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HIST3164 Crime and Society in Medieval England Part 2

Module Overview

Aims and Objectives

Module Aims

- examine how the structures of law changed from the late twelfth century; - enable you to relate change in law and order to changes in wider governmental and social practices; - enable you to analyse and explain the changing nature of legal expertise; - equip you with the skills necessary to interpret primary source materials.

Learning Outcomes

Knowledge and Understanding

Having successfully completed this module, you will be able to demonstrate knowledge and understanding of:

  • the changing documentation of the law from the late twelfth century
  • ideologies of royal power and their effects
  • how perceptions of social change altered legal practice and attitudes
Transferable and Generic Skills

Having successfully completed this module you will be able to:

  • present information clearly in oral reports to the group
  • communicate effectively in group discussions, both as leader of those discussions and as a respondent
  • identify key influences on modern analyses of these problems
Cognitive Skills

Having successfully completed this module you will be able to:

  • grasp how norms and genre structure kinds of surviving documentation;
  • understand the interplay between professional and lay views on public order
  • understand and explain how conceptualisations of change have developed


Proverbially, medieval law was arbitrary and brutal, characterised by superstitious ordeals and bizarre and bloody punishments. Yet it is also our modern legal system; most of the fundamental institutions of English law, from trial by jury to the roles of judges and advocates, were established by about 1250. Collectively, they form the basis of English common law. Part 2 of this special subject will concentrate on the period from the later twelfth century to the early fourteenth, when the preservation of public order was much changed through the imposition of new kinds of control by kings. This amounted to a royal takeover of much of the apparatus of law, and the creation for the first time of a corps of professional judges, a legal profession, practical legal training and, through statute law, the ability to change law as a conscious act of policy. Perhaps the most well-known of these developments was the creation of the trial jury. All these developments will be considered in detail, both for their effects on localities and as a means of questioning dominant views on their meaning and significance.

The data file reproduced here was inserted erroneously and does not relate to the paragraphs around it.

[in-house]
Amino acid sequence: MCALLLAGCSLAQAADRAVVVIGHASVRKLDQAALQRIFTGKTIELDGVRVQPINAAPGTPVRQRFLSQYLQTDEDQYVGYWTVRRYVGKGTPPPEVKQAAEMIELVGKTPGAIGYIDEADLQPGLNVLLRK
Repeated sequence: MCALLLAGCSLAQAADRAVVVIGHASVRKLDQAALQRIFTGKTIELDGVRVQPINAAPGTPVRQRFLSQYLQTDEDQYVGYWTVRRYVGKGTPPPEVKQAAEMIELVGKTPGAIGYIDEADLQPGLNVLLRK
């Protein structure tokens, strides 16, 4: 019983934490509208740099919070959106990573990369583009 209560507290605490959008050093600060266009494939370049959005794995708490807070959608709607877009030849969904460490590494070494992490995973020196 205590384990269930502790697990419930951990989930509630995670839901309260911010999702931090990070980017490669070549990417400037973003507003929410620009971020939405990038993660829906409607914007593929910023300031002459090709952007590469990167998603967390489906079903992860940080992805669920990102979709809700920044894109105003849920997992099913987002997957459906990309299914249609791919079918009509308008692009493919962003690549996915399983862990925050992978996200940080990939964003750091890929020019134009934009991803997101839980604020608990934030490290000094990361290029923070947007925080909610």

Learning and Teaching

Teaching and learning methods

Directed reading in selected translated sources - Extensive reading in modern historiographical literature - Two two-hour seminars each week, based around discussion of key texts and modern historiography - Archive visit to experience some of the kinds of records on which this module is based

Independent Study260
Total study time300

Resources & Reading list

J. G. H. Hudson, (1996). The Formation of the English Common Law. 

Helen M. Cam (1930). The Hundred and the Hundred Rolls: An Outline of Local Government in Medieval England. 

P. R. Hyams (2003). Rancor and Reconciliation in Medieval England. 

W. L. Warren (1987). The Governance of Norman and Angevin England, 1086-1272. 

R. C. van Caenegem (1990-1). English Lawsuits from William I to Richard I Selden Society 106-7. 

N. D. Hurnard (1969). The King's Pardon for Homicide before AD 1307. 

The History of English Law before the time of Edward I. 

D. M. Stenton (1965). English Justice between the Norman Conquest and the Great Charter. 

H.G. Richardson and G.O. Sayles (1966). Law and Legislation from Æthelberht to Magna Carta. 

A. Musson (2001). Medieval Law in Context: The Growth of Legal Consciousness from Magna Carta to the Peasants' Revolt. 

R. C. van Caenegem (1988). The Birth of the English Common Law. 

C. P. Wormald (1999). The Making of English Law: King Alfred to the Twelfth Century. 

J. Masschaele (2008). Jury, State and Society in Medieval England. 


Assessment Strategy

- 4000-word essay (50%), in which you will be asked to engage critically with a prominent theme in the historiography, and evaluate it from their knowledge of key sources - Three-hour written examination (50%), in which you will be asked to relate their knowledge of public order and its enforcement to broader narratives of social and governmental change


MethodPercentage contribution
Essay  (4000 words) 50%
Exam  (3 hours) 50%


MethodPercentage contribution
Resubmit assessments 100%

Repeat Information

Repeat type: Internal & External

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